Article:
In addition, crops such as sugarcane, the bringer of prosperity to Mr. Hornung’s ancestors, and the village of Luabo in the delta, once the “Pearl of Zambezia,” are becoming increasingly more volatile investments. Sugarcane is especially troublesome, due to refined sugar’s relationship with obesity and diabetes. Obesity is three times more prevalent than in 1975, whilst diabetes is estimated to contribute a loss of 1.7 trillion dollars in worldwide gross domestic product per annum.
Subsequently, despite sugarcane being the most produced agricultural commodity in tropical and subtropical regions, governments are increasingly regulating the refined sugar content of products, such as the UK sugar tax on soft drinks. As the need for refined sugar decreases, so do the rewards of sugarcane production. We must therefore look beyond traditional, neo-colonial, mono-crop plantation models both to rehabilitate former agricultural centres such as the village of Luabo, but also to future-proof human food supply lines.
Nevertheless, like Her Excellency’s, Mr. Hornung’s parting reflections were hopeful. Technology and innovation are transforming food production. Vertical farming could reduce water consumption by 95%, and land use by 99%. In addition, areas such as Luabo, blessed with rich, fertile, alluvial soil, continue to exist. As nations like Mozambique continue along the positive path outlined by Her Excellency, and new leaders with local knowledge emerge on the front line, supported by bold new technologies and biodiverse agricultural development plans, not only may Luabo once again regain her title as the “Pearl of Zambezia,” but places of potential could develop around the globe.
Her Excellency and Mr. Hornung’s speeches were followed by an intriguing set of questions from our esteemed guests with this session chaired by CFCC Vice-Chairman Dr. Carl Stephen Patrick Hunter, OBE. Subjects ranged from the military situation in the North of Mozambique to the attractiveness of tourism as an industry which would encourage development without the risks associated with colonial industries, such as sugar cane production.
We would like to thank all our members who attended the event, Mr. Bernard Hornung, and Her Excellency Albertina Macdonald, High Commissioner to the United Kingdom for Mozambique for their memorable, personal speeches, as well as all at the Cavalry and Guards Club for their most generous hospitality.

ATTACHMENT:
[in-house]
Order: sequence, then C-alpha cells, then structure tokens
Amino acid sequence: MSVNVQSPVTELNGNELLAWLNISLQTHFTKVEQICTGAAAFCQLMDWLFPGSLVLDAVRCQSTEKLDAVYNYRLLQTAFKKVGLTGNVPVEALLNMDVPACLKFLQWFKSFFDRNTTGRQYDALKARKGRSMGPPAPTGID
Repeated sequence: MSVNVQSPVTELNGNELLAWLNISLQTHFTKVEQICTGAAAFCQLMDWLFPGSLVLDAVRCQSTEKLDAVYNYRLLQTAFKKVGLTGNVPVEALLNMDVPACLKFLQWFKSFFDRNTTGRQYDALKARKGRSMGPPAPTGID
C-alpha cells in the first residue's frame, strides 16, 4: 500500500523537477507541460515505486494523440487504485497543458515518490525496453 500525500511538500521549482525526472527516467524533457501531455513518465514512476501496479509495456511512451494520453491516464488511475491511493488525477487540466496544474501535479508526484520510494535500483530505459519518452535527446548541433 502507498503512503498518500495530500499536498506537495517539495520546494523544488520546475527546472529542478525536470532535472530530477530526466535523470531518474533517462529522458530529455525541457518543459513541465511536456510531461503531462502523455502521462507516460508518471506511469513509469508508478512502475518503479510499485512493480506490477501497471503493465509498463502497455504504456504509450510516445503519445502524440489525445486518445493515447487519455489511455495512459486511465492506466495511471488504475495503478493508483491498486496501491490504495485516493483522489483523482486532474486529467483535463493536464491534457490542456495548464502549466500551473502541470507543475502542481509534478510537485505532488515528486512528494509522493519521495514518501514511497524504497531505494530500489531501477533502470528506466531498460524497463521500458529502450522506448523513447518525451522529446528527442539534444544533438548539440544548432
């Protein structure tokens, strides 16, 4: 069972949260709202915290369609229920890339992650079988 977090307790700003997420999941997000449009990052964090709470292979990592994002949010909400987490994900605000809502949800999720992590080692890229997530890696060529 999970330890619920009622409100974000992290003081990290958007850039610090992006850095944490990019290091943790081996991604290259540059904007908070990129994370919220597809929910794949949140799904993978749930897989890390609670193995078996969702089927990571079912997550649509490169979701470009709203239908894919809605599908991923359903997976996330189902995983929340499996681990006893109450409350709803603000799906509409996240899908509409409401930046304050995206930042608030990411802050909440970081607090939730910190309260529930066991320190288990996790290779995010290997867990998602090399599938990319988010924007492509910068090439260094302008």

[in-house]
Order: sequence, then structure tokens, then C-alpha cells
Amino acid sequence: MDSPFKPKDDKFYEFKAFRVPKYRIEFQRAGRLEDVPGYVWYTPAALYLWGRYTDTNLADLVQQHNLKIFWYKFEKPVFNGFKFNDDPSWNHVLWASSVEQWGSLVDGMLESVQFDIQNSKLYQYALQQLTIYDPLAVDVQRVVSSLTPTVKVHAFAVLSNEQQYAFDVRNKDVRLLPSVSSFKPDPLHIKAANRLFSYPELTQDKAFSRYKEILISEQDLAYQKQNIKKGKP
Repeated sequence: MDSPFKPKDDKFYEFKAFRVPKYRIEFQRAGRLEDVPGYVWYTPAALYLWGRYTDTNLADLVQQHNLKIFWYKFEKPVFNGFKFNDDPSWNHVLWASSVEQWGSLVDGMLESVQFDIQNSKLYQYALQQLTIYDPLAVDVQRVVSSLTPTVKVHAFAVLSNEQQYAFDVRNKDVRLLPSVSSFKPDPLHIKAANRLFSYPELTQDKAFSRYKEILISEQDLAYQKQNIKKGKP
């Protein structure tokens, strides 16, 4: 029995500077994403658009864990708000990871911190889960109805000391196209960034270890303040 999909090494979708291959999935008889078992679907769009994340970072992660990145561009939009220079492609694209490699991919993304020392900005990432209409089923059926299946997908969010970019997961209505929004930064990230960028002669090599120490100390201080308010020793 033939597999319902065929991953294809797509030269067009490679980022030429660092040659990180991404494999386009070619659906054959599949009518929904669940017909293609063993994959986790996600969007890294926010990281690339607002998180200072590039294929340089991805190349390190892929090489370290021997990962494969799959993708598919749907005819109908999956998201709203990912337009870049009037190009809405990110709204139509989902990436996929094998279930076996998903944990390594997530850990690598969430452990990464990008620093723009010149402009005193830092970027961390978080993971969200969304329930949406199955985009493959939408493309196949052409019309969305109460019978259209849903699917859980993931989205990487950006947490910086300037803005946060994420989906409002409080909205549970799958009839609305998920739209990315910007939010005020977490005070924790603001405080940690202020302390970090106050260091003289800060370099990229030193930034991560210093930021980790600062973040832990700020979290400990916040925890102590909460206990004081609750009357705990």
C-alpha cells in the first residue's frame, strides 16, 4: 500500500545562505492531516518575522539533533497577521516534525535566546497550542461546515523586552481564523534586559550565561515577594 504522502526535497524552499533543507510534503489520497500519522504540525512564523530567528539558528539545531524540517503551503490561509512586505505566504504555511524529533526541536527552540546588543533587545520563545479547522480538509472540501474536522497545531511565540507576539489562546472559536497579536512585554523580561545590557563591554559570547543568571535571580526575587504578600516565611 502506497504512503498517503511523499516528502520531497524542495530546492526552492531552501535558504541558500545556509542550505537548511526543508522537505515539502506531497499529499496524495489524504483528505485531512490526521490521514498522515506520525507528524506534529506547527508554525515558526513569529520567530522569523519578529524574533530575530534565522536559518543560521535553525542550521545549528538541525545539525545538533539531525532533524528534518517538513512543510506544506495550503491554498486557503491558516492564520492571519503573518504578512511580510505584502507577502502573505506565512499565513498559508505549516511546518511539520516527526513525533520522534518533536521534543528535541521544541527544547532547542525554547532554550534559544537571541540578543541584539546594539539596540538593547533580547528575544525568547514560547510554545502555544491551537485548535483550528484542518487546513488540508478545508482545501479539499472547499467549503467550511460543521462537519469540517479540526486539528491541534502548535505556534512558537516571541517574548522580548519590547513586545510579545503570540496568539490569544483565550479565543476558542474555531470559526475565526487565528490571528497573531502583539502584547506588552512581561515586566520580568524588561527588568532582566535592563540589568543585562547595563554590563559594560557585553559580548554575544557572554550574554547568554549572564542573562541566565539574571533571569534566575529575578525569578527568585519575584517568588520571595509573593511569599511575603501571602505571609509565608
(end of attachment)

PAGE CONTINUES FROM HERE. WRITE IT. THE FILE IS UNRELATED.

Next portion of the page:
We look forward to seeing as many of our distinguished members as possible at next week’s event with Andrew Gimson, where he will be signing copies of, and presenting on, his latest work: Gimson’s Presidents: Brief Lives From Washington to Trump.
Bitter Sweetness. The rise and demise of the Hornung Sugar Empire in the Zambezi delta 1888-1988 by Dr Paul Lapperre
Paul Lapperre has produced a magnificent work of outstanding scholarship, the history of Sena Sugar Estates Limited, founded by Bernard’s great grandfather, J P "Pitt" Hornung. Dr Lapperre correctly makes the point for the rehabilitation of the Zambezi delta as a biodiverse, regenerative agricultural development project, and one which could become the bread basket for that region of Southern Africa. Food security is a critical issue, and with Africa's population expected to increase by 1 billion, understanding the soil, and its potential to address climate change and the needs of a growing population, is important to us.
Bernard says: “We are grateful to Dr Lapperre, the last senior agronomist to be employed by Sena Sugar Estates Limited, for sharing his knowledge, experience and wisdom. I have every confidence that with Dr Lapperre's unique soil analysis, his years of service in Africa, and now with this balanced account of a Colonial Sugar Empire, there is sufficient accurate history to plan a better future for Zambezia, without repeating the mistakes of the past.
Paul Lapperre's fascinating history teaches us not to resist the future as it happens anyway. We must support and inspire the local population in Luabo to transform themselves, and their society, by coming together to debate and to confront their own ideas and values, and to explore effective solutions to pressing social needs. I am confident that the strong leadership required will emerge from within Mozambique, and that the local population will be empowered to create their own destiny, harnessing the natural capital with which they have been blessed.”